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November 1986

Fever and Hypotrichosis in a Newborn

Author Affiliations

Baylor College of Medicine, Houston

Arch Dermatol. 1986;122(11):1325-1326. doi:10.1001/archderm.1986.01660230117024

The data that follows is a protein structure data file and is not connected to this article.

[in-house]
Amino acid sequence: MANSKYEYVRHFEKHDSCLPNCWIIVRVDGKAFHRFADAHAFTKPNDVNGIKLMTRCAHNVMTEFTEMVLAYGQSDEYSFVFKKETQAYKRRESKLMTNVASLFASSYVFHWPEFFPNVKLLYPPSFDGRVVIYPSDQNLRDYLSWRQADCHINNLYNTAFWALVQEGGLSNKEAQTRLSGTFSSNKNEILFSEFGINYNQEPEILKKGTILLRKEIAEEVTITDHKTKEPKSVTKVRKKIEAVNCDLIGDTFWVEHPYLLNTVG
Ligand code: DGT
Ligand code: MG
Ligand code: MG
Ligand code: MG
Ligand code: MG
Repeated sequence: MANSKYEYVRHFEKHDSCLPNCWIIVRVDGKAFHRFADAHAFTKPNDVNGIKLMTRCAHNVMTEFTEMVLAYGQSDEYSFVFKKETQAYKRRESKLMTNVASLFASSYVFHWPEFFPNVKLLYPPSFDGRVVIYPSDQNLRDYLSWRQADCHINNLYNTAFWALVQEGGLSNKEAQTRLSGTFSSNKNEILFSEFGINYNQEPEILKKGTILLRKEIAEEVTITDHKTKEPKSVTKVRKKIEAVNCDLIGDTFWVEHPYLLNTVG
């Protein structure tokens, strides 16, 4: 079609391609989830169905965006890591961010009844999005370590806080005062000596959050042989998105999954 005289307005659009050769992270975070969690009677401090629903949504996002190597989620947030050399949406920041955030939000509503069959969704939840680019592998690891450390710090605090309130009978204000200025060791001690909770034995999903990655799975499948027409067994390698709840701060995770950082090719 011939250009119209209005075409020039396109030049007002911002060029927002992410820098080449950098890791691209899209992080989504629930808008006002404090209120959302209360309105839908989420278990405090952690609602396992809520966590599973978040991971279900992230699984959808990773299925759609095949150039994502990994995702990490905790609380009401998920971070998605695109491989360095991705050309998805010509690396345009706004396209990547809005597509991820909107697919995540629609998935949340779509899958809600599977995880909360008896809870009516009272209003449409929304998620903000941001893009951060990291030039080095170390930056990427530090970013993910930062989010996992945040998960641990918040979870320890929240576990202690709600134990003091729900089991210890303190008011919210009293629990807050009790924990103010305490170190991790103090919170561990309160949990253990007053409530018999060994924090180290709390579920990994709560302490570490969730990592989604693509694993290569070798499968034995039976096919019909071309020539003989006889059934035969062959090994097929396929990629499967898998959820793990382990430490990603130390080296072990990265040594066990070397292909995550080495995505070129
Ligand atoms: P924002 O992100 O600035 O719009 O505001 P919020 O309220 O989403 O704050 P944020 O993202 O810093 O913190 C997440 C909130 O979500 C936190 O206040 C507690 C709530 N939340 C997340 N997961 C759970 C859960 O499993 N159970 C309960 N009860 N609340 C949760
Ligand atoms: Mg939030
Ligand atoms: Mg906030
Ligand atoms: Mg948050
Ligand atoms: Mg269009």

REPORT OF A CASE  A male infant was born to a 36-year-old woman at 43 weeks' gestational age, following an otherwise uncomplicated pregnancy. Birth weight was 2810 g, and Apgar scores were 2, 4, and 7 at one, five, and ten minutes, respectively. Neonatal physical examination was remarkable for an infant without any scalp hair, eyelashes, or eyebrows who was in respiratory distress as a result of meconium aspiration. The patient was intubated for five days and developed persistent pulmonary hypertension. In addition, the infant had difficulty feeding. A barium swallow showed this to be the result of swallowing incoordination and aspiration. However, these eventually resolved spontaneously, and the infant was feeding well.Beginning in the second week of life, the patient developed recurrent fevers, which on two occasions reached a maximum of 42°C (107°F); these responded to sponge baths and acetaminophen therapy. Antibiotic therapy was begun empirically but was

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